As an Estate Planning Attorney, I come across several interesting articles about estate planning every day. This past week was different though. This week, I have been bombarded with huge messages about legacy, and most of these messages were not from any of my estate planning memberships or colleagues.
One of my colleagues did alert me to an interesting article written by Paul Sullivan and published by the New York Times, titled, "A Child's Legacy Is More Than Money," and the author did a fantastic job of describing how working with an attorney on the document-portion of planning is the easy part. He says that the most crucial part of planning is teaching his children how to live in the world, to pass on his and his wife's values, and he surmises that it may take 30+ years to impart these values.
Of course, sometimes you don't have 30+ years, and what is a parent to do then? Our clients, and the clients of many of my colleagues, all have the opportunity to record a message (called a Family Treasures Conversation at our firm) to their family that outlines a variety of topics, such as their most important values and how they want the guardians to raise their children. The recording will be treasured whenever it is heard by the kids. It will of course be important if the parents die too soon, but it will also be cherished if the parents die after a long life. It will encapsule a moment in time when the kids were young and the parents did everything they could to make sure that they took care of everything in the best way possible.
Additionally, I read a really touching article by Mary Lou Quinlan in Real Simple magazine last week called, "The God Box." I tell all of my clients that one of the things that has affected me the most about my mother's death when I was 2 1/2 was that she didn't leave anything behind to tell me who she was as a person. (This is the main reason why I implemented the Family Treasures Conversation with my clients.) In this article, the author talks about how, throughout most of her adult life, her mother used what she called "The God Box." This was a box where she'd put little papers with prayers on them, from monumental ones about her husband's stroke, to seemingly trivial ones about everyday decisions to be made. The prayers all had dates on them, and sometimes she would insert little thank you notes when a prayer was answered. She would fill a box up and then start a new one, so by the time of her death, there were several boxes. These boxes served as a light into the mother's soul after she was gone. The author went through all the boxes and laughed as she found prayers about the author's difficult coworkers, and she cried as she saw prayers that her mother had written about her own (secret) physical pain. This was such a unique way for the author to be able to know who her mother was, and it really got me thinking about what "thing" my kids will remember most about me.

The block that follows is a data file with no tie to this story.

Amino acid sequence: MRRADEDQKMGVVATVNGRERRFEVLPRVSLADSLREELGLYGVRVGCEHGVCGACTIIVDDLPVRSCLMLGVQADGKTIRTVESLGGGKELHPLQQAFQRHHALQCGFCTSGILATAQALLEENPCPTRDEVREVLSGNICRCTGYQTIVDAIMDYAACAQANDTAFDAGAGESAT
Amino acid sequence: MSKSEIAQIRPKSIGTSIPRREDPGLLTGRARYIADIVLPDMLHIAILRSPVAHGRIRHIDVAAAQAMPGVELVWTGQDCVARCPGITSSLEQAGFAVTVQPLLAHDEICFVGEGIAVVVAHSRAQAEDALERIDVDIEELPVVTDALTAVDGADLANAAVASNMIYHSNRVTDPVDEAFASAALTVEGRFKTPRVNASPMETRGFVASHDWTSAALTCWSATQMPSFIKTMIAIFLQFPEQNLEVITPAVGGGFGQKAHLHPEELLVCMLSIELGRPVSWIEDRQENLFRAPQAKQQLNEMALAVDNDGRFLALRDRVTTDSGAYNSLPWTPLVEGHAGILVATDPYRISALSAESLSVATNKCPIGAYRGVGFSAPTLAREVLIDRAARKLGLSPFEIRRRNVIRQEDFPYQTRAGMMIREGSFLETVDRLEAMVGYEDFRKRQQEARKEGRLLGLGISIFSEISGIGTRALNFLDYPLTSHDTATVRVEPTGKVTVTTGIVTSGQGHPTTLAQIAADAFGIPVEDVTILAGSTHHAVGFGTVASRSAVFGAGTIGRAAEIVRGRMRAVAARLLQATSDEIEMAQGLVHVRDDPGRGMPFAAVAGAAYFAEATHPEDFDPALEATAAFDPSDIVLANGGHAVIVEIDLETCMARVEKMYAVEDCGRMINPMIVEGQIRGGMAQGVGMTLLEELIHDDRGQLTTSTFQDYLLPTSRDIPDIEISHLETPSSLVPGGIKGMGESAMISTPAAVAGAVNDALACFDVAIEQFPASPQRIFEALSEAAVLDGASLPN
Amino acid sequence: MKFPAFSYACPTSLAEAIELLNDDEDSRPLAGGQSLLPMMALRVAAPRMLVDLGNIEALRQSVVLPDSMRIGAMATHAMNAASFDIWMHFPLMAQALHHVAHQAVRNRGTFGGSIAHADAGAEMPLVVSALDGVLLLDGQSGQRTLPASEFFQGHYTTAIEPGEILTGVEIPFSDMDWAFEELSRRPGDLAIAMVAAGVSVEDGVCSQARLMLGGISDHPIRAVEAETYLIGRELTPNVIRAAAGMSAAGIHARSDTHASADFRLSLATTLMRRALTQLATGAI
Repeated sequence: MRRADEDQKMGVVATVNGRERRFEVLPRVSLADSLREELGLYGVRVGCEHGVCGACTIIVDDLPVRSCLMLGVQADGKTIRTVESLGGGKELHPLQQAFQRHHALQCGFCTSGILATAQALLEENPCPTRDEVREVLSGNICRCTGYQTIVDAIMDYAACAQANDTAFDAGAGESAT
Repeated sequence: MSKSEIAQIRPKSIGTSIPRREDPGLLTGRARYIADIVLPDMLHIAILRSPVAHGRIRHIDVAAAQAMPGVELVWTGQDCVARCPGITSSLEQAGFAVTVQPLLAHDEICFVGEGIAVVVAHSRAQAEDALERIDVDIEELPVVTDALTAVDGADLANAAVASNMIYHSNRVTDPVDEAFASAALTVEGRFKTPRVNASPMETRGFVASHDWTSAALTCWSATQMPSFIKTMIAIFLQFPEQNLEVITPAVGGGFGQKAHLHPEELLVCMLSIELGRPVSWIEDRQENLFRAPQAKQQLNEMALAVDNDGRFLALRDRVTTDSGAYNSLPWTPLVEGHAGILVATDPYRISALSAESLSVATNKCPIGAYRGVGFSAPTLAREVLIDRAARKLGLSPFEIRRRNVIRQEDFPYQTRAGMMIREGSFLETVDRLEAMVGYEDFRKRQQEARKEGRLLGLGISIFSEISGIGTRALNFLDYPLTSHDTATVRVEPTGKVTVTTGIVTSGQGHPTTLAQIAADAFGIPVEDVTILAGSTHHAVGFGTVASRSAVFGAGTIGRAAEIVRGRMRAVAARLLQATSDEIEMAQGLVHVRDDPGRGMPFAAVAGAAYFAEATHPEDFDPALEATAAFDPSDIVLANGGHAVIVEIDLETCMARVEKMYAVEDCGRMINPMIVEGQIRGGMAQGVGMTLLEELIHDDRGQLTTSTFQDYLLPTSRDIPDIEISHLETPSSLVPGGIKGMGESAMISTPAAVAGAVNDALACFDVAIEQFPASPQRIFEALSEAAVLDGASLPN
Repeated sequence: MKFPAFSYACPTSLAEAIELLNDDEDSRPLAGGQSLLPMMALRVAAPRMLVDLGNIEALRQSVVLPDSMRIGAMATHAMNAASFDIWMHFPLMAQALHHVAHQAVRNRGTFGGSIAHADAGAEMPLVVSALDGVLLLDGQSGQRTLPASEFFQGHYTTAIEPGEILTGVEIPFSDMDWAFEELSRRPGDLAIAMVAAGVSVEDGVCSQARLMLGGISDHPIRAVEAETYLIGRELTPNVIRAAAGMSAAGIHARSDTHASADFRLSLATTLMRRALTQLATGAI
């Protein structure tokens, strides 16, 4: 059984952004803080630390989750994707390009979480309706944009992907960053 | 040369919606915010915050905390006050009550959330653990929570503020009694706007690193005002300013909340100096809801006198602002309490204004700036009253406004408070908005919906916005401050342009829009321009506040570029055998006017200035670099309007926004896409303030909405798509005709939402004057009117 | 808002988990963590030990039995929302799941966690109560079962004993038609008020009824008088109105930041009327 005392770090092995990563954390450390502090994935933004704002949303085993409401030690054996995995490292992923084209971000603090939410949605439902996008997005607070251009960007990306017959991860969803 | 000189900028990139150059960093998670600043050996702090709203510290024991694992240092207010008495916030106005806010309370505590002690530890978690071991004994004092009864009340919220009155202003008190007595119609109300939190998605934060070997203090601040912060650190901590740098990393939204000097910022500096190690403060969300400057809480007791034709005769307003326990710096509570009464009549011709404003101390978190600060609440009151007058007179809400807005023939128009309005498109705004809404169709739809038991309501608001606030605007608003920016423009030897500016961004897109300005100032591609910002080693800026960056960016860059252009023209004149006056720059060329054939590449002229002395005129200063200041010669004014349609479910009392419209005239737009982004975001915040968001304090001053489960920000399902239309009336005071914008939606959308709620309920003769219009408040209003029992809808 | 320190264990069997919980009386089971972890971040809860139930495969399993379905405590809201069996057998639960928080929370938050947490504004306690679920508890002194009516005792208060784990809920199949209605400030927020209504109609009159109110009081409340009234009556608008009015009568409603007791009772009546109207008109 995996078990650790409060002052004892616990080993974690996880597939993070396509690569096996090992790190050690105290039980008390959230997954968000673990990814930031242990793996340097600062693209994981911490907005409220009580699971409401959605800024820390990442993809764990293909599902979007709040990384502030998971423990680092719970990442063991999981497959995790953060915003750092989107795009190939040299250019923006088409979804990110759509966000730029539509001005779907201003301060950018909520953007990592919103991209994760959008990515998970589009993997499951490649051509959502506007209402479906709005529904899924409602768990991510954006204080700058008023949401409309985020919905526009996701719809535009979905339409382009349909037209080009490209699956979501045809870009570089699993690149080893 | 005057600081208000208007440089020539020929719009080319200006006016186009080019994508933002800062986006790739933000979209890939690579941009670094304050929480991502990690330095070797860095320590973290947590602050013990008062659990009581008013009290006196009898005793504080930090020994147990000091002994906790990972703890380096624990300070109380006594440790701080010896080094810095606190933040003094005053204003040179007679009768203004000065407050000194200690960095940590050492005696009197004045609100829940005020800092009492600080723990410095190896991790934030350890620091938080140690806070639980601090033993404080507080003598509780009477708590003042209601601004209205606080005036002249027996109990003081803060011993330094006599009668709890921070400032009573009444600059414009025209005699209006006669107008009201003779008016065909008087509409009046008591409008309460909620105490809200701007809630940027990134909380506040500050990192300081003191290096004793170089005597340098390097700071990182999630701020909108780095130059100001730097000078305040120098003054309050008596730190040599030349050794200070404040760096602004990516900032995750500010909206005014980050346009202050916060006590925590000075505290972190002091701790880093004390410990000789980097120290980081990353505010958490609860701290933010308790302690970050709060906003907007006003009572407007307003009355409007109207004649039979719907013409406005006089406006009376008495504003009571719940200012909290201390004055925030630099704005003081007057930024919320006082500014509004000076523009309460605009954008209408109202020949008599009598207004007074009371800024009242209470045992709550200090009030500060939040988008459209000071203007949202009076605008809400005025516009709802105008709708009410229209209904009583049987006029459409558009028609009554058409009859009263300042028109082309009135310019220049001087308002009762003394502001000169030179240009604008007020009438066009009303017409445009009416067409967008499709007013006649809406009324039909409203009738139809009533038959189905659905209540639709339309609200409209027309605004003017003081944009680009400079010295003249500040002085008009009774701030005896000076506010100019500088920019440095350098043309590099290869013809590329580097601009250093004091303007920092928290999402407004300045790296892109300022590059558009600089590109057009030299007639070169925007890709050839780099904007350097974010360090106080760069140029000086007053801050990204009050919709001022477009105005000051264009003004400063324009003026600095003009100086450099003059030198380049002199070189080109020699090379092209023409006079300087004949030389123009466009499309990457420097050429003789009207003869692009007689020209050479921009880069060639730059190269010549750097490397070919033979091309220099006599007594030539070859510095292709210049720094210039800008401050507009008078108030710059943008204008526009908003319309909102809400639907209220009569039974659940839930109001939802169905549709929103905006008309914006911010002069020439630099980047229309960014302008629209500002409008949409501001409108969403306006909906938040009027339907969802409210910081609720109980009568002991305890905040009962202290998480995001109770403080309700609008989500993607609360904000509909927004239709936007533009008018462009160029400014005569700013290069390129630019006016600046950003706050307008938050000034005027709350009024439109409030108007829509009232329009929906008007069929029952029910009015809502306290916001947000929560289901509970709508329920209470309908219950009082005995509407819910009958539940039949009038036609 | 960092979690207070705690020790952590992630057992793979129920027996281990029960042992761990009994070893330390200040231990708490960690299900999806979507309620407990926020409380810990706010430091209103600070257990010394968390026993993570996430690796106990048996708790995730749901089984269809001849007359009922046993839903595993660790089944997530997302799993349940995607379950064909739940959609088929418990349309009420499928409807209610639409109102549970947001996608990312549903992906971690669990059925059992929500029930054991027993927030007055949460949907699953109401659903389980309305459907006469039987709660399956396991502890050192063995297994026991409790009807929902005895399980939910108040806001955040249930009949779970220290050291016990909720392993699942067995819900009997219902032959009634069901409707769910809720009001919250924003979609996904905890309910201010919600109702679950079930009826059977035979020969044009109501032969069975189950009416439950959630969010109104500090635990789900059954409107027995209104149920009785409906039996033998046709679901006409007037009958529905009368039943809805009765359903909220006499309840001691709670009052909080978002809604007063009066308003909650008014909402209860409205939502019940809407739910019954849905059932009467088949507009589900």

Over the weekend, I watched a movie called Freedom Writers, starring Hilary Swank. It was a true story about a teacher in California who reaches her inner-city students by having them write in journals. She eventually gets the kids to read The Diary of Anne Frank, and while they find the end to be very upsetting, they discover that Anne has never died, because her story lives on. The kids all find a lot of hope in this, since many of them face death and despair every day. They continued to write in their own journals, which were eventually published into a book called The Freedom Writers Diary. A foundation was formed by the teacher and the students to carry on the work in other classrooms. Many of the students went on to be the first in their families to graduate high school and go to college. Talk about a legacy!
All of these items that I came across in the past week really got me thinking about legacy, and how important it is for our kids and for ourselves to be mindful of what our legacy will be and how we will pass it on. We do have the power to live on and guide our kids, but we have to first face the possibility of death and then plan ahead to make sure we've left pieces of ourselves behind.
What will your legacy look like?
To your family's health & prosperity,